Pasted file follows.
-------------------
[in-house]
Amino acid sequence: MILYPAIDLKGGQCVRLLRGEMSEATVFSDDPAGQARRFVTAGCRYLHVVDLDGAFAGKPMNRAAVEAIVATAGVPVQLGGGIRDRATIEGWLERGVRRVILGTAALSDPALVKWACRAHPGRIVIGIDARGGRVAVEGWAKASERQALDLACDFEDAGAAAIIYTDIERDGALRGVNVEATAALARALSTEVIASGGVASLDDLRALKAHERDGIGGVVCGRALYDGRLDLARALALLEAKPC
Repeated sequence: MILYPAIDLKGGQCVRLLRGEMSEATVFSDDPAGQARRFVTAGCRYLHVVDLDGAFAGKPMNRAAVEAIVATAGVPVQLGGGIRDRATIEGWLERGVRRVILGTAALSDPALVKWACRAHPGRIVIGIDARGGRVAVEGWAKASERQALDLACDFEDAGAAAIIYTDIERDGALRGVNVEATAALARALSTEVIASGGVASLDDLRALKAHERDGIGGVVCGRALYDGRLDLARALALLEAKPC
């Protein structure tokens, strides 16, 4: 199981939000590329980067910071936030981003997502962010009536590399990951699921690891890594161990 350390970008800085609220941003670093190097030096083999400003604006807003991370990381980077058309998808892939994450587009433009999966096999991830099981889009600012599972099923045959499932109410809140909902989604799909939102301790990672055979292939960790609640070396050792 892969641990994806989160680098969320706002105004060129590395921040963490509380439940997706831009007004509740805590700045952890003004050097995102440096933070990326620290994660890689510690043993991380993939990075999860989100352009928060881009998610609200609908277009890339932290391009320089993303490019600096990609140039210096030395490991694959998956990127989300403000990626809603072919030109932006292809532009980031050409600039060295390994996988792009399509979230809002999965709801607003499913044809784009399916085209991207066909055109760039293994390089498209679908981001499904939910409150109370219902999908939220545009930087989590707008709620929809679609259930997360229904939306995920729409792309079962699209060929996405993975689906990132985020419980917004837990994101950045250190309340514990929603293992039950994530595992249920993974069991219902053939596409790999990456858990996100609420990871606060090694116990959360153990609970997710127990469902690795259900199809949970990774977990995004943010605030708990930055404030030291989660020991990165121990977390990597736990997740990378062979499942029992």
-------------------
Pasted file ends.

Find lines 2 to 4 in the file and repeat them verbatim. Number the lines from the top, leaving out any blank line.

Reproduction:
Amino acid sequence: MILYPAIDLKGGQCVRLLRGEMSEATVFSDDPAGQARRFVTAGCRYLHVVDLDGAFAGKPMNRAAVEAIVATAGVPVQLGGGIRDRATIEGWLERGVRRVILGTAALSDPALVKWACRAHPGRIVIGIDARGGRVAVEGWAKASERQALDLACDFEDAGAAAIIYTDIERDGALRGVNVEATAALARALSTEVIASGGVASLDDLRALKAHERDGIGGVVCGRALYDGRLDLARALALLEAKPC
Repeated sequence: MILYPAIDLKGGQCVRLLRGEMSEATVFSDDPAGQARRFVTAGCRYLHVVDLDGAFAGKPMNRAAVEAIVATAGVPVQLGGGIRDRATIEGWLERGVRRVILGTAALSDPALVKWACRAHPGRIVIGIDARGGRVAVEGWAKASERQALDLACDFEDAGAAAIIYTDIERDGALRGVNVEATAALARALSTEVIASGGVASLDDLRALKAHERDGIGGVVCGRALYDGRLDLARALALLEAKPC
């Protein structure tokens, strides 16, 4: 199981939000590329980067910071936030981003997502962010009536590399990951699921690891890594161990 350390970008800085609220941003670093190097030096083999400003604006807003991370990381980077058309998808892939994450587009433009999966096999991830099981889009600012599972099923045959499932109410809140909902989604799909939102301790990672055979292939960790609640070396050792 892969641990994806989160680098969320706002105004060129590395921040963490509380439940997706831009007004509740805590700045952890003004050097995102440096933070990326620290994660890689510690043993991380993939990075999860989100352009928060881009998610609200609908277009890339932290391009320089993303490019600096990609140039210096030395490991694959998956990127989300403000990626809603072919030109932006292809532009980031050409600039060295390994996988792009399509979230809002999965709801607003499913044809784009399916085209991207066909055109760039293994390089498209679908981001499904939910409150109370219902999908939220545009930087989590707008709620929809679609259930997360229904939306995920729409792309079962699209060929996405993975689906990132985020419980917004837990994101950045250190309340514990929603293992039950994530595992249920993974069991219902053939596409790999990456858990996100609420990871606060090694116990959360153990609970997710127990469902690795259900199809949970990774977990995004943010605030708990930055404030030291989660020991990165121990977390990597736990997740990378062979499942029992």